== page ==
There’s so much we can learn if we’re just quiet long enough…

    • And I’ll “third” Yvonne’s strategies, Michelle!

      I always know I’m in for a treat and a really good read when you ask questions on your blog. You’ve got an exceptional talent for doing that and your questions compel your readers to really delve into the topic!

      I think we “busy” ourselves so much at times, Michelle, we forget to “stop and smell the coffee.” πŸ™‚

      Listening can be a big challenge for some people because it means slowing down and quieting down our minds long enough to tune in to what’s going on around us. Maybe someone should create a “How to Listen” guide (hint-hint).

      Thanks for the visit today!

  • Very pointed article, Melanie. It’s impossible to address the needs of our clients or customers, or our market in general if we fail to really listen to what their concerns are. Listening is a skill that has to be practiced, but as you mentioned, it’s a very important one for our success as entrepreneurs and small business owners.

    I listen to questions from my target audience through the ‘replies’ I get to e-mails I send out; by asking questions when I talk with my offline clients face to face, and as well as questions on my blog. Some questions are not directly addressed to me, say on social media; but I’ll take the opportunity to provide information, where appropriate.

    • Great to see you here, Yvonne!

      There’s no question in my mind your listening skills are exemplary.

      From everything you’ve mentioned, I can tell you’ve placed a lot of importance on tuning in to your prospects, customers, clients, and social media contacts.

      Continue to listen and provide help to others and you’re headed straight for success! πŸ™‚

      P.S. Thank you so much for your message this past week. It was wonderful to hear your voice again! My offline work schedule oftentimes keeps me several miles from my phone but I hope to chat with you soon!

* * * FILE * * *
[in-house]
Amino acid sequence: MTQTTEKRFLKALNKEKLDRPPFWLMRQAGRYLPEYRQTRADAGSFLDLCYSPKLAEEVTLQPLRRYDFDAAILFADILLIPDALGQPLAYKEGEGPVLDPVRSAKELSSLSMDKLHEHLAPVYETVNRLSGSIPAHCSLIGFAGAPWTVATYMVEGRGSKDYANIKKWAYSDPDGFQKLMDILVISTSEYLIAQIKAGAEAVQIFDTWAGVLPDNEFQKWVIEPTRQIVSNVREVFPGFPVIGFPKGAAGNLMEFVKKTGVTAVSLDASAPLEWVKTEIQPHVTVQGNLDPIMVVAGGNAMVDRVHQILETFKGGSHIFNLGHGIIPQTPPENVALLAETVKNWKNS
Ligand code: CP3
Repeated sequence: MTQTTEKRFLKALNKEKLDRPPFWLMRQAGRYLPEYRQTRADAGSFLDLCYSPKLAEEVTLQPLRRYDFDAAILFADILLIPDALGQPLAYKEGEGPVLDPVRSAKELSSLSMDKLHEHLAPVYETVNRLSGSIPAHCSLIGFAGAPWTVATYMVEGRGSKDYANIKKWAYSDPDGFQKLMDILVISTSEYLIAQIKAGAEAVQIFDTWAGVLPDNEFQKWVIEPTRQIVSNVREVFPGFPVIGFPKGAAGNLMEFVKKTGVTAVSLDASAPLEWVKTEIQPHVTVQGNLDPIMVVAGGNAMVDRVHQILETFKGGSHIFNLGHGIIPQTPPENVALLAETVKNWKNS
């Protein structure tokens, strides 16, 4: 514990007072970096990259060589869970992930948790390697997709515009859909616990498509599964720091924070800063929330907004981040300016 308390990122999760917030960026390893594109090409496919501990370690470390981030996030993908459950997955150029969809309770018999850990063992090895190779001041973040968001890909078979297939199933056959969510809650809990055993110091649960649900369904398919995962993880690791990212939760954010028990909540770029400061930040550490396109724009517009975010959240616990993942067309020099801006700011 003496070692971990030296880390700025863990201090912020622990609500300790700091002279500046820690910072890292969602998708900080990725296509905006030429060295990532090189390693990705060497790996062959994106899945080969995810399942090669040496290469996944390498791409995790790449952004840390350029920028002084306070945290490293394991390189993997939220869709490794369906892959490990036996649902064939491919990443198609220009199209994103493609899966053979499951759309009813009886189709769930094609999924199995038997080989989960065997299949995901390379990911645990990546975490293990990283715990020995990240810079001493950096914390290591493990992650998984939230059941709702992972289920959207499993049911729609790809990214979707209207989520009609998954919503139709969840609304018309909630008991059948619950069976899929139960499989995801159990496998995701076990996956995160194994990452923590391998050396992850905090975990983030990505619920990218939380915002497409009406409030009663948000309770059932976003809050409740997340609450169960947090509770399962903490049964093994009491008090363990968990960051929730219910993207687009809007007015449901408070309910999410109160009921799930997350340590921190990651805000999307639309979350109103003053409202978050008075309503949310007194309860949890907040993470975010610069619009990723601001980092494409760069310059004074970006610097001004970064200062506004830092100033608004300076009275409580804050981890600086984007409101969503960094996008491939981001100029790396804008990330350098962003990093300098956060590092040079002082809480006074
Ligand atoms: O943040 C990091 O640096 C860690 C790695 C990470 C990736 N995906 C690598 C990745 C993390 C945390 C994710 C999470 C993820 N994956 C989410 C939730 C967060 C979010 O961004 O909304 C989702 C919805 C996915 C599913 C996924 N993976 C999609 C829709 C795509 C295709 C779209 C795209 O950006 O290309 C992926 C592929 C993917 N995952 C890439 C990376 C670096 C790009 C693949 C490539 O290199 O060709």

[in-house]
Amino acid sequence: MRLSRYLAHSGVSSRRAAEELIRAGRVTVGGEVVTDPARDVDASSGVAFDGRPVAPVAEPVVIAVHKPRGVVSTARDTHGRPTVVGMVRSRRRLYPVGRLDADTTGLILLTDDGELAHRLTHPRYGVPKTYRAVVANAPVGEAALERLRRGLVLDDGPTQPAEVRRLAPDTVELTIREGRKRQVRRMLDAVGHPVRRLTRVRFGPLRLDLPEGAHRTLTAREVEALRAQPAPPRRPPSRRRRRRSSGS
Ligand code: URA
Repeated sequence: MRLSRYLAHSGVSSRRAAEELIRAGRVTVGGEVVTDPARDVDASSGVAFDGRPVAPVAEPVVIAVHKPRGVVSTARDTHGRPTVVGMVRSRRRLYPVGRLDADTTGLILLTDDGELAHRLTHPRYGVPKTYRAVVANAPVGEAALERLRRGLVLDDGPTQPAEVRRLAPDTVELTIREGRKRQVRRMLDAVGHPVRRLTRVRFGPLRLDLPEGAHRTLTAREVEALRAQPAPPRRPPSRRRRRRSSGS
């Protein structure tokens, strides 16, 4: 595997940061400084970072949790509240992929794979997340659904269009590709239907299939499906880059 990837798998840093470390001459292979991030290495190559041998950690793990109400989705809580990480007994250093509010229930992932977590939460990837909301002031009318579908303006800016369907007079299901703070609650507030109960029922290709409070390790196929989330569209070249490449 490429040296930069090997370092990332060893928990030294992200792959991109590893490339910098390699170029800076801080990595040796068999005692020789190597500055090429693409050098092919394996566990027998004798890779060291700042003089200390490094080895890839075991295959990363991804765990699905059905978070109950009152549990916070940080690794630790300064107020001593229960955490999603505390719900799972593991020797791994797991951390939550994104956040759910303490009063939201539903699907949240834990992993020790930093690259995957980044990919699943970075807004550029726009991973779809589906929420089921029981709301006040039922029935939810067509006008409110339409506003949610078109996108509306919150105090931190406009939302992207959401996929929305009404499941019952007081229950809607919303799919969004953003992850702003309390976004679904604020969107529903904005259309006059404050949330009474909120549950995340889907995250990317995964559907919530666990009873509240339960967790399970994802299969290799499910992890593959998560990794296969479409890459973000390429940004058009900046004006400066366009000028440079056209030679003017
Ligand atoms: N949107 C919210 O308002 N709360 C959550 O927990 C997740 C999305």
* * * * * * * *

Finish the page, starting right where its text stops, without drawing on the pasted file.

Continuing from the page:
• Melanie, I think some of us need to learn to balance between the two. I tend to be so busy listening and researching I forget nobody can see me unless I do some talking! It’s certainly important to find the right balance between the two. Thanks for the reminder!

    • Bingo, Sherrie!

      That’s the ticket!

      Creating a presence online means doing a lot of “talking”. Otherwise, you’re invisible. And I believe many of us get too caught up in the “research” mode and don’t do nearly enough talking. Working toward striking a balance is a bit tricky but it’s do-able.

      Thanks for sharing. πŸ™‚

  • I’m not so sure my mantra of “it’s all good” exactly “fits” when talking about all the noise on the net. All that noise is not exactly good! LOL So much of it is irrelevant or simply hype. It takes an intelligent soul to wade through it all to come up with the gems. I supposed “listening” would be the way to do that!

    • Hey Martha!

      I know a lot of times when you use that phrase it’s in reference to outlook, attitude, and mindset for building a business. And I love when you say it because there will always be peaks and valleys for entrepreneurs. So “It’s all good” since we learn and course-correct as we go.

      And you’re 100% right …

      We need to discern the good noise from the not-so-good noise on the internet. Because some of it really is garbage.

      Thanks for joining in the conversation! πŸ™‚

    • I agree with Martha. Yes, the net is wonderful and so much information is great too, but boy is there some junk to filter out these days—thus the listening skill becomes all the more important.